Tuesday, February 23, 2010

What Does An Ordinary Hero Do For Kicks?

Judge Joe Donohue Heads to the Arctic

H/t Norm Sutherland

The Honourable Mr. Justice Joseph M. W. Donohue is a judge of the Superior Court of Justice of Ontario, in the South West Region of the Province.  Here come da Judge, this time for a one week volunteer stint in the Arctic, not your fun in the sun capital during the winter time.

The Sarnia Observer notes the following:
Joseph Donohue won't be using his free time to visit a palm-treed beach this winter.
"I've been out shopping for all my cold weather equipment," said the Superior Court Justice, who leaves Sunday for Nunavut where he'll serve as a deputy judge for a week.
"I'm calling it my island vacation in the winter," he said. "My all expenses-paid trip to Nunavut, to work."
Donohue will join a "court team" that includes legal-aid lawyers and prosecutors.

"They have a contingent of judges who will travel there from time to time," Donohue explained. "They needed a judge so I volunteered to help out."

Judges who travel to the Arctic preside over everything imaginable -- and quickly, he said.

"Everything on the docket at once. It all has to be wrapped up because a judge may not be back there for six months."

The experience is expected to be a far cry from the proceedings of Ontario courtrooms.

"Everything is kind of rough," he said. "There's no real courthouses there. You have to use whatever community hall is available.

"And all the proceedings will be interpreted," he added, noting the languages spoken include Inuktitut, Inuinnaqtun, English and French.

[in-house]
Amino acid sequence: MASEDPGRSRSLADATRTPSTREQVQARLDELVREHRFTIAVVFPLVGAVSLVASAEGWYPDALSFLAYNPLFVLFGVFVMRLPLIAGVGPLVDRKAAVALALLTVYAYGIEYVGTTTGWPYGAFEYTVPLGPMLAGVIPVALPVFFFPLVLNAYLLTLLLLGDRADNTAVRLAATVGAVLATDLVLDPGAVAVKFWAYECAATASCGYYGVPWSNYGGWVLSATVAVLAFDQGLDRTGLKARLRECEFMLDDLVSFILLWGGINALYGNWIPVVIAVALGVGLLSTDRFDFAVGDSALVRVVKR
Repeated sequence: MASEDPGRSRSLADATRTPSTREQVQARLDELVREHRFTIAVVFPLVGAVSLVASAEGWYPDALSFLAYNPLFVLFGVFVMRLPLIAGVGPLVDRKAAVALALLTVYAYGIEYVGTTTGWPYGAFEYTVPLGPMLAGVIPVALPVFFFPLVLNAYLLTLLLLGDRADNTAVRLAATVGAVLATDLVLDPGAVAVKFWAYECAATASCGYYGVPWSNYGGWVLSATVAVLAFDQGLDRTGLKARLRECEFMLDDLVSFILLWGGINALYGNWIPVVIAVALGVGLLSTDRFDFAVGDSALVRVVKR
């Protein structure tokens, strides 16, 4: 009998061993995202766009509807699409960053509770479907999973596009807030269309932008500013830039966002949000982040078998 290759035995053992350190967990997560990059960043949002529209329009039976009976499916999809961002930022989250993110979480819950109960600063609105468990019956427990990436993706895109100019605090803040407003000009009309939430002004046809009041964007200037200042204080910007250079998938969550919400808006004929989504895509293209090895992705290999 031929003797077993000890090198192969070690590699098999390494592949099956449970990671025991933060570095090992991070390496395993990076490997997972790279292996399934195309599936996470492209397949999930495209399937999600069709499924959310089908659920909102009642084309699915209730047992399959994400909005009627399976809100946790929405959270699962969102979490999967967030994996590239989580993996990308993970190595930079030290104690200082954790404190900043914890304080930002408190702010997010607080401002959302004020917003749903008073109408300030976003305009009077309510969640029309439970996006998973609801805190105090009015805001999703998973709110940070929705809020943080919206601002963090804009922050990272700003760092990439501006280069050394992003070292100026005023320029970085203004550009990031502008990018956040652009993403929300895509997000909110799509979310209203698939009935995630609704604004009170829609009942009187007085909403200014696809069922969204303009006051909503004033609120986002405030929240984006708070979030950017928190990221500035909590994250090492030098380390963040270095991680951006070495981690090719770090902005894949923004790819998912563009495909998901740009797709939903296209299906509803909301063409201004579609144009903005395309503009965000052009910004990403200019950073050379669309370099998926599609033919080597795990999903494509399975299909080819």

"I will have village elders sitting beside me to advise me," he said.

Donohue said crime statistics in Nunavut are about twice as high as those in Ontario, with substance abuse and spousal abuse rampant.
Though the territory has just 30,000 inhabitants, there are currently 11 murder and nine attempted murder trials pending.
"If we had that same ratio in Lambton County, we'd have 80 pending charges of that sort," he said.
"The conditions are very harsh there," he added, noting rising unemployment and poverty. "They don't have the same opportunities we do."
Donohue will be stationed in Rankin Inlet, an Inuit hamlet high on the northwest shore of Hudson Bay.
He's already heard the stories from a handful of judges who have made the trip. One described a minus-50 degree windchill, and another who was actually stranded in a blizzard for six days.
"I hear there's more polar bears there than people," the judge said with a laugh. "I hope I only meet the people."
But he's already talking about return trips.
"I hope it will be an eye-opener for me," he said. "And I'm sure if it works out, they'll need me for years to come."

Another lawyer who has known him for almost 40 years had these things to say about him:
I have known Joe Donohue for almost forty years. . . .  He is a great guy, and he should do famously Up North.  I have appeared before him in Chambers, and . . . I . . .  remember being impressed by (his) equanimity.  I asked him once how he managed to appear at all times to be at peace with himself and the world; he just patted the breast pocket of his shirt, and said "This is the answer".  He pulled out a well-worn copy of The New Testament and just smiled.
I just realized the above notes about Joe sound like a eulogy;  I didn't mean that.  But I do admire the man and his life-work.  He will be applying high moral values in his decisions Up North, and will certainly be listening to the elders beside him.  He has no false pride. 
If you want to be an Ordinary Hero, you don't have to go to such extremes.  Heroism is not temperature controlled.  It is about blooming where you are planted, or in this case temporarily transplanted.

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